> industries may actually rise from a wage setback.


There is no paradox here. Which way the prices will go depends upon the complex

input-output structure of the whole system. The point can be better explained
by Sraffa's dated labor concept.

> Rakesh:
> So the cost price of a commodity cannot be determined independently of
> output prices once we consider distributional changes in the context of an
> input-output system?


The "cost" independently of prices is simply an ill defined concept. Changes in

distribution has nothing to do with the ill definition of cost's independent or

prior determination of price. Cost is nothing but one concept of capital. And
it is simply the 'capital theory controversy' point that you cannot determine
the quantity of capital prior to the determination of value or prices.

> Rakesh:
> Marx clearly understood that there could be complex feedback effects from
> distributional changes. For example he notes in the penultimate chapter of
> Capital 3, chap 11:
> "If the rise or fall in wages results from a change in the value of the
> necessary means of subsistence, the only modifications of the process
> analyzed above occurs when the commodities whose price changes serve
> increase or lessen the variable capital aslo enter as constituent elements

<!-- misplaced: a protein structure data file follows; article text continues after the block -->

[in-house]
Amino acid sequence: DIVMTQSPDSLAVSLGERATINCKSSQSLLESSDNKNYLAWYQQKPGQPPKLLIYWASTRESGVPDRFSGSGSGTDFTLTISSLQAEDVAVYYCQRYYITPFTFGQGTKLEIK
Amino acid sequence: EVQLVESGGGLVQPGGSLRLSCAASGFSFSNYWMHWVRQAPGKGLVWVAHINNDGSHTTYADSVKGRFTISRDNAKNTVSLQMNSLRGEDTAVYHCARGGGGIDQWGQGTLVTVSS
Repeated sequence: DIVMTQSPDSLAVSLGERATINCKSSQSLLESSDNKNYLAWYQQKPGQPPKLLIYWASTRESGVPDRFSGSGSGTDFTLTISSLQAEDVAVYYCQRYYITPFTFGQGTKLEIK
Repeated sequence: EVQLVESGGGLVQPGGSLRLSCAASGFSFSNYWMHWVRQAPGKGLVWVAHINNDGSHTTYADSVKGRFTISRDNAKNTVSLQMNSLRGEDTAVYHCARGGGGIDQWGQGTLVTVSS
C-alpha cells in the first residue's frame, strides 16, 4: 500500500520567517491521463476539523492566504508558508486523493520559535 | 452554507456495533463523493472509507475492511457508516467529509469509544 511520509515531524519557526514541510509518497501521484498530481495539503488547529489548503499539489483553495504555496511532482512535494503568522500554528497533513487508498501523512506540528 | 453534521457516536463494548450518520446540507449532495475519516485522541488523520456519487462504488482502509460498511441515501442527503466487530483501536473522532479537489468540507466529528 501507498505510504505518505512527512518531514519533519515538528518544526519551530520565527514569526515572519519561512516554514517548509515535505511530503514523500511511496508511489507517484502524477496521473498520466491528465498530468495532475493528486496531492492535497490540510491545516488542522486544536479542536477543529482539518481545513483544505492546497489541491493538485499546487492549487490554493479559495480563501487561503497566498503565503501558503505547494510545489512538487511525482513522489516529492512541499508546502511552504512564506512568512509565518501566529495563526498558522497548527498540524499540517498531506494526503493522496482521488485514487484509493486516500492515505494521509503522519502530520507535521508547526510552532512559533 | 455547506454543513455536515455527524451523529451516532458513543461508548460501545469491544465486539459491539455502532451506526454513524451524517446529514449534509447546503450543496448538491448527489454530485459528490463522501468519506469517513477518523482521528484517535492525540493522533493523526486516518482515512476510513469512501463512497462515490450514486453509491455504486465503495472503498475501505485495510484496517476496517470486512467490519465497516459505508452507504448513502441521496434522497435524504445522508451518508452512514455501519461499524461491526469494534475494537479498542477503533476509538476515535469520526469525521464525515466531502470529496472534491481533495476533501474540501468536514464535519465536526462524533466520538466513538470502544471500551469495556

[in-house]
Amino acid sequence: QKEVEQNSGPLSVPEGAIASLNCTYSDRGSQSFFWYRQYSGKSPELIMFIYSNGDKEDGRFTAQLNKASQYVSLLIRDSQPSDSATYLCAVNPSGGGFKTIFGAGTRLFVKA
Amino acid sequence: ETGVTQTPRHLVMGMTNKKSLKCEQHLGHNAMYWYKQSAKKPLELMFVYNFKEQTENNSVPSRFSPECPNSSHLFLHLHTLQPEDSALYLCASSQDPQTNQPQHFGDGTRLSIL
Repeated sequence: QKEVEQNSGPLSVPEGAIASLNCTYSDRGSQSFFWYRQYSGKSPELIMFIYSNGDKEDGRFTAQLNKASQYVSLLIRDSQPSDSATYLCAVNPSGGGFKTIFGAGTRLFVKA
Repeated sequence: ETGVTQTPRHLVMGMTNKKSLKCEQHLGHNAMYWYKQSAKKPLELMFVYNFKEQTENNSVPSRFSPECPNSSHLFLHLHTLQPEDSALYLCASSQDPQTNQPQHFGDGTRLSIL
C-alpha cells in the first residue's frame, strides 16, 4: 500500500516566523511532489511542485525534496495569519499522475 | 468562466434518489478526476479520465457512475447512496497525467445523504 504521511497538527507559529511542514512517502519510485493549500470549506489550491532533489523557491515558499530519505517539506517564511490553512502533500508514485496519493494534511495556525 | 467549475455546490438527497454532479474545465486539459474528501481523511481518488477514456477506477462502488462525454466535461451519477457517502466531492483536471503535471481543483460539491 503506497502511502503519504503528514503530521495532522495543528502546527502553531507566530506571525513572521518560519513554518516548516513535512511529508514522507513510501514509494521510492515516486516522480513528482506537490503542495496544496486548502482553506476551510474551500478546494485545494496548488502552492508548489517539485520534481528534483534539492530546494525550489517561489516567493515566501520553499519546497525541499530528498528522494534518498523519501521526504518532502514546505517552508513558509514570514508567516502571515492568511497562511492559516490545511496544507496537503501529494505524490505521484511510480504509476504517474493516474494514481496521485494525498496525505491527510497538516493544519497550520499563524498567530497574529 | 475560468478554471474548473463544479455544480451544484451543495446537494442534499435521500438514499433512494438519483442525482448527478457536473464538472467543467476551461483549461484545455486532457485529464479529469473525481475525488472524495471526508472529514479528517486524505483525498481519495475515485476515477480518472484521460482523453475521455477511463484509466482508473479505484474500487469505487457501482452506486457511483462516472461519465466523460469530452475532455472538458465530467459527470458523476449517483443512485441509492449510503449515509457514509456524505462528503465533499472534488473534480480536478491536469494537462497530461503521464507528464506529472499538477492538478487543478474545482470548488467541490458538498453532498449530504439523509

> into the constant capital and hnece simply do not affect wages. But in so
> far they do only affect wages, the above argument contains all that is to
> be said."


Of course, Marx knew that his 'average commodity' did not really solve the
problem. Sraffa's Standard commodity is a much more complex devise, and marx
did understand that the problem was much more complex. But he didn't have a
solution to it. You should take a look at my paper in the most recent RRPE, it
is in the same issue as Fred's paper, and it preempts many of Fred's incorrect
interpretations and criticisms of the "Sraffian interpretations".
Interestingly, Fred's reference list does not have either Sraffa or any
Sraffian in it. He just created this "Sraffian interpretation" out of his hat.

> Rakesh:
> But this does not say that cost price is determined by prices. That is,
> before the wage drop, there is a set of cost prices for the industries at
> T0. For Marx each cost price is a datum, a given precondition. This is not
> changed
> by the fact that in the next period T2 there will be a new set of cost
> prices as the result of the price changes at T1 brought about by the
> distributional shift. Moreover at period T2 not only will there be a new
> set of cost prices, the technical conditions in each industry should change
> as well as a result of the reconfiguration of relative values (that is,
> marginal producers should be added and substracted from the various
> industries).


As I said above, the non-determination of cost prior to the determination of
the prices have nothing to do with the changes you are talking about. The
concept is ill defined in a multiple input-output system in a completely static

case, with no introduction of any kind of change. Cheers, ajit sinha